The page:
The 2014 Toyota Highlander
The 2014 Toyota Highlander
The 2014 Toyota Highlander
The 2014 Toyota Highlander
The 2014 Toyota Highlander
The 2014 Toyota Highlander
The 2014 Toyota Highlander
The 2014 Toyota Highlander
The 2014 Toyota Highlander
The 2014 Toyota Highlander
The 2014 Toyota Highlander
The 2014 Toyota Highlander
The 2014 Toyota Highlander
The 2014 Toyota Highlander
The 2014 Toyota Highlander
The 2014 Toyota Highlander
The 2014 Toyota Highlander
The 2014 Toyota Highlander
The 2014 Toyota Highlander
The 2014 Toyota Highlander
The 2014 Toyota Highlander
The 2014 Toyota Highlander
The 2014 Toyota Highlander
The 2014 Toyota Highlander

A very good family crossover that will get the job done every day… 

From Carmel, California…

The Toyota Highlander is a perfect example of the trend towards crossovers away from traditional SUVs.

Before its 2001 introduction, the Toyota SUV of choice was the 4Runner, built off a pickup truck platform, providing ruggedness and versatility.

What crossovers now accomplish is the same versatility in terms of seating, cargo, and all-wheel drive capability, but they do so with a better on-road drive, thanks to a car-based platform.

The first Highlander was rather small, about the same size as a compact crossover today.

In 2008, its size was adjusted to make room for a standard third row of seats. Now the Highlander has grown again and is packed with more standard equipment and features.

Looks

Toyota has always been a logical purchase, based on reliability and durability but now its designs too are capturing buyers with a visual, desirability esthetic.

The 2014 edition is 7.5cm longer (mostly in the rear seat and cargo area), 1.5 cm wider and 3 cm lower. The stance is wide and lower, making more of a visual impact. Combine this with a large grille borrowed from the Tundra pickup truck and the Highlander has a very rugged, yet polished look that makes it more North American looking.

I believe that this is the best-looking Highlander to date and import buyers will take note and a few domestic intenders should too.

Inside

The dash is much improved with more soft-touch materials and a large 6.1-inch screen in the centre of the dash on the base LE or an 8.0-inch screen on all other models, makes operation easy. One problem is the angle of the screen is hard to see if there is any sunshine, the glare a bit more than I had anticipated. (Back up camera is standard.)

Below the screen and heat controls is a tray-like shelf that runs from the middle to the passenger side of the dash. This is a clever space to place your smartphone but also enable it to be plugged in.

The cup holder and large and the centre armrest has a massive storage area inside; this is thanks to the removal of the stowaway seat that used to hide under the centre armrest. Now in the second row of seats there are three permanent seats or two captain’s chairs in the top Limited model. The previous hideaway idea was simple but not so comfortable. The biggest change takes place in the third row of seats, where three people can sit rather than just two. In addition, there is an extra 100L of cargo space behind the third row of seats offering much better functionality.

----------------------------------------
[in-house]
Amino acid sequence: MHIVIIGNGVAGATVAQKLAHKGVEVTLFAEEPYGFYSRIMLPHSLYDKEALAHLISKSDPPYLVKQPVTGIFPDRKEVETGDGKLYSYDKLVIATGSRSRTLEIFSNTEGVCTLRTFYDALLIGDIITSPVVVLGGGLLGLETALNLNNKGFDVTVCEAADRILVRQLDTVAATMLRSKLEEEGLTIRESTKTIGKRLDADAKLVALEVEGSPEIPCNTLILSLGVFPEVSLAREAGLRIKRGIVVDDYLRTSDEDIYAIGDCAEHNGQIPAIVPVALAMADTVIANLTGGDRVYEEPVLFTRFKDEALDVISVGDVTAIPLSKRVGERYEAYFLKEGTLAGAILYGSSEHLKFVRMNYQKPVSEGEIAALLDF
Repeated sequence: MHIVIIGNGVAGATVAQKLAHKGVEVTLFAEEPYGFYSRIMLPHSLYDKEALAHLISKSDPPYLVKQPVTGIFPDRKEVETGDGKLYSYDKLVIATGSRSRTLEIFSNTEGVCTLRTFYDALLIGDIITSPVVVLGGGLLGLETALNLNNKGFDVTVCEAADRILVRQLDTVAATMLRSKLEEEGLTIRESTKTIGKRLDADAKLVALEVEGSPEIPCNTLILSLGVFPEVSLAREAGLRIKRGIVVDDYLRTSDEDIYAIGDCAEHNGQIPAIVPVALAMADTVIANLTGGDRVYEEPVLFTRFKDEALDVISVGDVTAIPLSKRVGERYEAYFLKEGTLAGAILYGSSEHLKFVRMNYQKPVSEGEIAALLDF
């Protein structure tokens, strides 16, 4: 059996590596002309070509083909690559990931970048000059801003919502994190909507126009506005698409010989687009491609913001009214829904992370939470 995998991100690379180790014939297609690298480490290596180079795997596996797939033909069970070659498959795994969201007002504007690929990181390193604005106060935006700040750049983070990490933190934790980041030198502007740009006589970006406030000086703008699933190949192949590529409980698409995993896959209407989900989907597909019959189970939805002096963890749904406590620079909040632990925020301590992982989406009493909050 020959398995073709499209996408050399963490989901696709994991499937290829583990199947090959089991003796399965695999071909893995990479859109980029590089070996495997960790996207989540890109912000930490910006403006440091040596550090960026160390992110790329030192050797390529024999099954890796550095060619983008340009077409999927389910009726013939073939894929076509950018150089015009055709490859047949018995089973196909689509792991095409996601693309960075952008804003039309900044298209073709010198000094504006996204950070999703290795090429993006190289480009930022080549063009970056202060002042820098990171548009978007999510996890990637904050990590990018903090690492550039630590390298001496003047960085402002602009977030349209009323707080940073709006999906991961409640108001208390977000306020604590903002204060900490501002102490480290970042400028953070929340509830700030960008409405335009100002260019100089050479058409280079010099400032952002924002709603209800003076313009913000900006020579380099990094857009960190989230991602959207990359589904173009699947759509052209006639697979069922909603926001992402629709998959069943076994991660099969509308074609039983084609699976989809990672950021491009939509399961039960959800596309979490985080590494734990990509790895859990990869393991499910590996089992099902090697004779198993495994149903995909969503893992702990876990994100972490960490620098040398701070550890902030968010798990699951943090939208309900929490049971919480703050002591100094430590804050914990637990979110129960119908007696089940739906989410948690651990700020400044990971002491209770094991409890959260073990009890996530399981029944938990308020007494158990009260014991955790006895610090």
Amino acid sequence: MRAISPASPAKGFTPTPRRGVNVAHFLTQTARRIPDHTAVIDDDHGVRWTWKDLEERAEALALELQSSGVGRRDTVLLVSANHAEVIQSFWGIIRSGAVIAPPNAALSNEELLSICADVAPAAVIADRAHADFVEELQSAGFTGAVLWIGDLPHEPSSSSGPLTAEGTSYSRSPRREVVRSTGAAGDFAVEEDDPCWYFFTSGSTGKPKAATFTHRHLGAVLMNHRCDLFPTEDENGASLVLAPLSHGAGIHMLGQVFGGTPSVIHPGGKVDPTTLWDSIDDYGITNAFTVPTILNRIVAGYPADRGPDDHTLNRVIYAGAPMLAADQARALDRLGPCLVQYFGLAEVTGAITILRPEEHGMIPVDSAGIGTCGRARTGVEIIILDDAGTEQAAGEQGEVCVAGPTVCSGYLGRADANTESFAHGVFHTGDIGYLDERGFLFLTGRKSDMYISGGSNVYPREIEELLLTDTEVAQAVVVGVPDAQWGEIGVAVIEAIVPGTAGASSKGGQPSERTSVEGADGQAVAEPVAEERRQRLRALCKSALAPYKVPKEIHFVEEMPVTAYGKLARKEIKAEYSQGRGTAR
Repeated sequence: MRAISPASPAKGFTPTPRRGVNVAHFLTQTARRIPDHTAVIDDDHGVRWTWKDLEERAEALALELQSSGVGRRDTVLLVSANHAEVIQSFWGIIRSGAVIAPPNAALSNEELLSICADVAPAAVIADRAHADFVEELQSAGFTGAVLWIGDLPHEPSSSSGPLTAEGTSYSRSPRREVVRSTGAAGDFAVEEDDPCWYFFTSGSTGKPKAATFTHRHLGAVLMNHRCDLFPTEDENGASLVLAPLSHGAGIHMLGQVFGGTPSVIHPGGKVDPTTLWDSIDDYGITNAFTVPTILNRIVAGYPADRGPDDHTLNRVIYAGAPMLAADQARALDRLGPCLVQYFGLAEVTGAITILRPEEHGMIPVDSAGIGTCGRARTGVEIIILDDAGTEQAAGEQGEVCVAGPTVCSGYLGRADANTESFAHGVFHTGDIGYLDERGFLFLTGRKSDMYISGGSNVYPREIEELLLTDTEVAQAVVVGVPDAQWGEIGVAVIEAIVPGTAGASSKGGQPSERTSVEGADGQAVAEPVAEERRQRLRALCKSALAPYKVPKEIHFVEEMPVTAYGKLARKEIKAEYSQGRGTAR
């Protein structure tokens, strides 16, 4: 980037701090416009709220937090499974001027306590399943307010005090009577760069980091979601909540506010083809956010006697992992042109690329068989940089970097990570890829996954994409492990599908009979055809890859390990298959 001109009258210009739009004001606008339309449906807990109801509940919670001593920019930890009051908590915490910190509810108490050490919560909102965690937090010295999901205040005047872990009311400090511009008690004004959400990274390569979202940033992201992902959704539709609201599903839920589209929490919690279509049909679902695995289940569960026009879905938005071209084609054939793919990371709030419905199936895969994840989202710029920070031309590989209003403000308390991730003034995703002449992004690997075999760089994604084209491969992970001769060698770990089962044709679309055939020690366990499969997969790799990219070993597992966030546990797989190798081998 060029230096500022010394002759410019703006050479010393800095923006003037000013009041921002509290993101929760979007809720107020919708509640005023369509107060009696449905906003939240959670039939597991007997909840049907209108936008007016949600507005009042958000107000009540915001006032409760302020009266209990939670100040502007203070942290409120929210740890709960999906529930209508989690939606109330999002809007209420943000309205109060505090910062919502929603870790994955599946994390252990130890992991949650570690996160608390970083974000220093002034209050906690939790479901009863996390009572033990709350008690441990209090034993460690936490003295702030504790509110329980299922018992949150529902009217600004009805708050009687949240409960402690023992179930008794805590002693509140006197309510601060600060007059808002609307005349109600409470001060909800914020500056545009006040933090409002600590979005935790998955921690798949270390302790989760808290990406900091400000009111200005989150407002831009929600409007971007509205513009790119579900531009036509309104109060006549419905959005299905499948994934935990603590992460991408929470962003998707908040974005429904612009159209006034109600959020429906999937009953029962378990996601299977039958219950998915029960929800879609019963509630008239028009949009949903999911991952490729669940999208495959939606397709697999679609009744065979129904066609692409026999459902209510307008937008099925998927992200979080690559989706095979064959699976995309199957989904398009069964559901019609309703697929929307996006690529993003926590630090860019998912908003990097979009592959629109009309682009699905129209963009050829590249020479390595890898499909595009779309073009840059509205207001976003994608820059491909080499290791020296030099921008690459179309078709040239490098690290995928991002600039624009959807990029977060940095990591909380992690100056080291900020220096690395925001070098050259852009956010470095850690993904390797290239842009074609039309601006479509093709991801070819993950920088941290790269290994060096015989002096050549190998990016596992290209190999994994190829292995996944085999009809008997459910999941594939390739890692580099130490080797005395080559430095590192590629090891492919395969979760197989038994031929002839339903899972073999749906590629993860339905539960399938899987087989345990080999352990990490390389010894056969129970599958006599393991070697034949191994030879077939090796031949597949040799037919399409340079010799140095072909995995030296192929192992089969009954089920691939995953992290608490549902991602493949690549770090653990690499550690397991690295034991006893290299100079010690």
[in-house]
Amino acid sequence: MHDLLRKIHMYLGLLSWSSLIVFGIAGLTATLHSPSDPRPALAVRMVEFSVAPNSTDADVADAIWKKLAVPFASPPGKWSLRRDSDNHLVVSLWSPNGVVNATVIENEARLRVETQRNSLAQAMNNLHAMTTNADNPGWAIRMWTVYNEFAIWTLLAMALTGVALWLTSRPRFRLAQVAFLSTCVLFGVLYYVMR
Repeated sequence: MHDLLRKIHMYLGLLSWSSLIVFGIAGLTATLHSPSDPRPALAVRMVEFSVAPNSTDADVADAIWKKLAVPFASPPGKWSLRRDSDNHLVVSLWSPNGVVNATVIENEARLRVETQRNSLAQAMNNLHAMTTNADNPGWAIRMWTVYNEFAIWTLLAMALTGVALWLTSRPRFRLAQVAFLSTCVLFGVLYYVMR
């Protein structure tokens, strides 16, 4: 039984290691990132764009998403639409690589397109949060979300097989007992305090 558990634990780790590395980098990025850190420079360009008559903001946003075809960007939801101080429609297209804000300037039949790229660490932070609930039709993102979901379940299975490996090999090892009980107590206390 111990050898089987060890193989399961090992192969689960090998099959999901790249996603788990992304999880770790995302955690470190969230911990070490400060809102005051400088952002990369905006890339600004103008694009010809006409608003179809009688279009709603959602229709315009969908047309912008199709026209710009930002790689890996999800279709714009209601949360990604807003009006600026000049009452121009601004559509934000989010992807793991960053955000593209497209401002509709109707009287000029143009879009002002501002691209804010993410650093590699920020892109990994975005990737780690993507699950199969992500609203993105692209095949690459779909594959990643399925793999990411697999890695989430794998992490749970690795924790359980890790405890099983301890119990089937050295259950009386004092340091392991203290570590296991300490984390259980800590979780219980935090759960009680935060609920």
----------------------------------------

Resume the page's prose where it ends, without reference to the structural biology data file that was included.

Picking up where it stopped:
It has all the interior amenities that one expects in a modern three-row crossover, even a system that allows the driver’s voice to be amplified through the stereo for easier conversations with passengers in the very back, but there seems to be a lack of sophistication compared to some of the competition.

Drive

The previous Highlander was available with a 4-cylinder engine and front wheel drive (FWD). It’s with a standard 3.5L V6 with 270hp, matched to a 6-speed automatic transmission, also with FWD. The starting price stays at $31,680; factoring in the backup camera there is good value here.

When it arrives later this month, the base LE with all wheel drive (AWD) starts at $34,180. I think most people will opt for the LE with convenience package that includes 8-way power driver’s seat, heated front seats, three-zone climate control, satellite radio and leather steering wheel to name a few. This brings the price up to $34,480 for the FWD and $36,980 for the AWD.

On the road, the AWD system sends power to just the front wheels as often as possible with only 10 per cent of the torque shifting when cornering. The system has the ability to shift or lock up to 50 per cent of the power for better traction but limiting it to times when it is truly needed helps improve fuel economy.

The other part of the fuel economy story is the all-new 6-speed automatic.

The official fuel rating for the most popular AWD model is 11.5L/100km in the city and 8.2L on the highway, which is almost a full litre improvement in combined highway/city economy over the 2013 model. The rear suspension has been modified for a slightly more dynamic drive and improved ride. The steering is rather light and vague but the buyers of this type of product will appreciate the ease of use.

Verdict

The Highlander is a functional vehicle for young buyers with kids and friends that need to get to practice and the carry all the sports equipment that goes with it. Overall, a very good family crossover that will get the job done every day.

Contact: zack [dot] spencer [at] drivewaybc [dot] ca

The Lowdown

Power: 3.5L V5 with 270hp

Fill-up: 11.5L/8.2L/100km (city/highway AWD)

Sticker price: $$31,680-$45,100

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